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Cubios, the creator of the WowCube handheld gaming cube, has raised $1.5 million from the founder of Xsolla, Aleksandr Agapitov. The funding is part of a total of $4.5 million raised in the company’s latest round.
The WowCube is like a Rubik’s Cube with displays on it. It’s a simple device, and it is unique because it was conceived five years ago by a then-13-year-old boy and then built into a company by his father. The young teen asked his father if a Rubik’s Cube could be made with video game displays. And so his father, Ilya Osipov, started Cubios to make it happen.
The San Rafael, California-based company wanted to break away from the usual mold of traditional game consoles, handhelds, and smartphones. And it has created a gaming device that you can twist, shake, and turn in one’s hands.
Savva Osipov, now 17, and his family (including his father Ilya) are immigrants from Russia. Savva worked on gadgets like the WowCube, participated in Bay Area hackathons, and ran his own do-it-yourself (DIY) tech YouTube channel. That drew a lot of attention to the company, which his father helped take from idea stage to reality.
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“It’s definitely a lot more complicated than the initial idea and even the first prototype,” said Savva Osipov in an interview with GamesBeat. “I thought it was possible and it’s proven. It was a surprisingly simple idea, like a Rubik’s Cube where you could play games on it. That was the idea. Who would have expected it would turn out so good.”
Ilya Osipov said in an interview with GamesBeat that he thought about it for a few days and then he called a patent lawyer to do research on such inventions. They couldn’t find anything else, and proceeded with the prototyping around the end of 2016. They started the company in April 2017. In 2018, Ilya Osipov showed prototypes at events and saw tremendous interest in the product. One investor put money into the company.
“It is not technologically difficult to do, but our challenge was building it all from scratch, layer by layer,” he said. “It is a very unusual device with 24 screens and eight microprocessors.”
With that complexity, it’s a challenge to make the device cost effective for the youth market. One of the realities was that the team could create a cube with 2-by-2 squares on each side, rather than 3-by-3 like in a Rubik’s Cube.
“With 3-by-3, it would be way more expensive,” Ilya Osipov said.
Gleaming the cube
The WowCube entertainment system is in the shape of a cube made of eight connected modules. Twenty-four high-resolution screens cover the cube, converting the six side’s into a gameplay field. You control the cube on each side by twisting, tilting, tapping and shaking — much like with a Rubik’s Cube.
It delivers a unique user experience of interacting with the digital world as if it is a real object. Cubios is working on more than 30 different games: arcade games, puzzles, logic and strategy games, gamified educational apps, and many more for players of all ages.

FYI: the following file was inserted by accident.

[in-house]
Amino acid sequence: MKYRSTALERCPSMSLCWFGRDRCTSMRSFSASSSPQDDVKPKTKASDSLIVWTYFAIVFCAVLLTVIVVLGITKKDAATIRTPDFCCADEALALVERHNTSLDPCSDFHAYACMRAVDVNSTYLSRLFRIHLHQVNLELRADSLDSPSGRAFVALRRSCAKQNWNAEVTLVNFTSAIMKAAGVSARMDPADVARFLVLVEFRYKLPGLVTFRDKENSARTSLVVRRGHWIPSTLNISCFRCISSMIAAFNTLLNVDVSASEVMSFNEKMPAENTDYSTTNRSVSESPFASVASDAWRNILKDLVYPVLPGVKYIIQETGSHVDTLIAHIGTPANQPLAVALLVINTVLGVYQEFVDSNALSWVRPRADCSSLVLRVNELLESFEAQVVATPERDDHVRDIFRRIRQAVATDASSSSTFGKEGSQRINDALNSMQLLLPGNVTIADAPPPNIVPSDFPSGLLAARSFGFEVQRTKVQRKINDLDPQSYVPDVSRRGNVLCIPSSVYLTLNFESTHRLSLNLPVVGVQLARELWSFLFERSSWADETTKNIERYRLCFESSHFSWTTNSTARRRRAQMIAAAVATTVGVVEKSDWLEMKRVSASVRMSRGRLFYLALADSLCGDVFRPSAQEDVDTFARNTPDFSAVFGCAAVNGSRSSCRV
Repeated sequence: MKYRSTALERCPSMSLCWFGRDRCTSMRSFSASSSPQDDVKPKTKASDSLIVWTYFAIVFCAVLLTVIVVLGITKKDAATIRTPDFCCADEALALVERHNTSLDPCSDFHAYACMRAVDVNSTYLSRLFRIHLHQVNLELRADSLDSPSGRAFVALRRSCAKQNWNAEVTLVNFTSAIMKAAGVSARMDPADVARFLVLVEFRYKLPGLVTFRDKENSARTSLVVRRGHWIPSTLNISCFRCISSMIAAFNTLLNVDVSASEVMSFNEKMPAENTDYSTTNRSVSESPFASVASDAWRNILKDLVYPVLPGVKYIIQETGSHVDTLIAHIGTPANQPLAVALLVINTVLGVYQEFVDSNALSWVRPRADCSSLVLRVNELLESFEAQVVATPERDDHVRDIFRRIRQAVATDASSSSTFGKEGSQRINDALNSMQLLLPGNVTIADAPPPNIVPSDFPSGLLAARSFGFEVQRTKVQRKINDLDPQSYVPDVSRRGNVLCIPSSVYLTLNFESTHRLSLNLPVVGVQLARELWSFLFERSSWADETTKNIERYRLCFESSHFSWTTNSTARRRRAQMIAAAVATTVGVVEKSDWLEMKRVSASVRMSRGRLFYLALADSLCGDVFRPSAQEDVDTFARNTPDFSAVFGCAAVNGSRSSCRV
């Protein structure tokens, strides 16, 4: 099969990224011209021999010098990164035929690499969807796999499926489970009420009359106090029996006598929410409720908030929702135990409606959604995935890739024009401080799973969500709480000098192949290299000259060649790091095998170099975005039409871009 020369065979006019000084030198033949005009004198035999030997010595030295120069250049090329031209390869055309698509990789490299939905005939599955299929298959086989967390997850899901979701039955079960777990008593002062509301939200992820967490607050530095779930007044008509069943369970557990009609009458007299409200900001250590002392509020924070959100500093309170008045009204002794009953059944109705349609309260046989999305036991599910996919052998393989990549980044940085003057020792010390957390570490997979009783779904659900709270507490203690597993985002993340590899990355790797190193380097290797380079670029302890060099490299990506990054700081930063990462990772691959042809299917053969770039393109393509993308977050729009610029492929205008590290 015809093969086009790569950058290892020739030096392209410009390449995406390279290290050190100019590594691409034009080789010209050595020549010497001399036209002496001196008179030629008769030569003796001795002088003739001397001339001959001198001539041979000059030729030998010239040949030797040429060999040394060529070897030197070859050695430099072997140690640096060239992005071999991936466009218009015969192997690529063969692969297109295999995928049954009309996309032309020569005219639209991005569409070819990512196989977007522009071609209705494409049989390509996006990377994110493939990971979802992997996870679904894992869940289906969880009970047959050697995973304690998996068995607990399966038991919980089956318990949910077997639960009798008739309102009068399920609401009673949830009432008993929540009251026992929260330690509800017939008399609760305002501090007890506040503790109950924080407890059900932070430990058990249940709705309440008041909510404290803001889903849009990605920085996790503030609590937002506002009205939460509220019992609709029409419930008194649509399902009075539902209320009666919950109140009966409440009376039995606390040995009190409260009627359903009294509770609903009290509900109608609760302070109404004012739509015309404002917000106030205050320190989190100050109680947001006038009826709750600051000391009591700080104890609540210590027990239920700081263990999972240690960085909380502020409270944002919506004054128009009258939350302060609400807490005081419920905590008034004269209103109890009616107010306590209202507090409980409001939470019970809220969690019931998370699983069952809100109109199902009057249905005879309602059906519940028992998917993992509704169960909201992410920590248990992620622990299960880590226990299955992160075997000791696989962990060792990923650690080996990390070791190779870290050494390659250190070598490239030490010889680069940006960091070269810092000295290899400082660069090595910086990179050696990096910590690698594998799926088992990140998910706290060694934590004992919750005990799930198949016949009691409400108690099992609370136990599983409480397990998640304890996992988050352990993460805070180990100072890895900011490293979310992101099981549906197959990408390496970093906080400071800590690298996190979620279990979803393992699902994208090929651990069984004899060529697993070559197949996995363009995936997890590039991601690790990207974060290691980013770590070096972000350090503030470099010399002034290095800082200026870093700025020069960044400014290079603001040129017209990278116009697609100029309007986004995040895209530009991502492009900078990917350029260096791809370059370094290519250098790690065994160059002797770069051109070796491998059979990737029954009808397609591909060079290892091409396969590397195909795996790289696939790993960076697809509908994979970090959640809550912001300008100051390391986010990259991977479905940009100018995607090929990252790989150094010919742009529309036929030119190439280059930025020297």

In September, the company will launch a preorder campaign and open the software development kit (SDK) to third-party developers. WowCube has six approved patents and three pending applications. The patented magnetic connectors enable a continuous flow of information between the autonomous modules, ensuring a seamless gaming experience. A built-in gyroscope (it’s a beta version) supports a realistic response to gamers’ motions.
The WowCube has won accolades such as the Last Gadget Standing, Edison Award, CES Innovation Award, and the Muse Design Award. The company said it has interest from distributors in 18 countries with preliminary orders for 155,000 devices, with the highest demand coming from Japan.
WowCube will come with several games, such as Pipes, Scrabble, Space, Puzzle, and Maze. You can load more games (up to 24) through the WowCube Store mobile app and via Bluetooth connectivity. Zeptolab, which had one of mobile gaming’s early big hits with Cut The Rope, is one of the companies developing a game for it.
Ilya Osipov said Xsolla provides smart money and gives access to an ecosystem of developers through its Game Investment Platform. The investment round closes September 30.
Xsolla has faced controversy in recent weeks after Agapitov’s Xsolla laid off 70 workers as the company was falling short of its 40% growth goals. That was tough for workers in part because of the cold messaging from Agapitov in a letter to the workers. Part of the controversy was that Xsolla used AI to determine if individuals were productive enough to remain employed. The company later said it was trying to be transparent and make sure it held people accountable in its processes.
Ilya Osipov said his own company now has more than 30 employees across many different time zones and regions. His son has stayed involved in the project, often studying for school at the company’s office.
“I’m not a technical guy, but I believe my son will be,” Ilya Osipov said. “He really likes to communicate with people. It’s been great for him to participate in something that was built from scratch and can be sold in stores. It’s a great experience.”
Agapitov’s Hand of Midas investment company, a sister firm to Xsolla, led the investment. Besides Hand of Midas, Other participants include Dobro Capital, Starta Capital, InvestFest Network VC, Quonota, and individual angel investors that put an additional $3 million into the current round.
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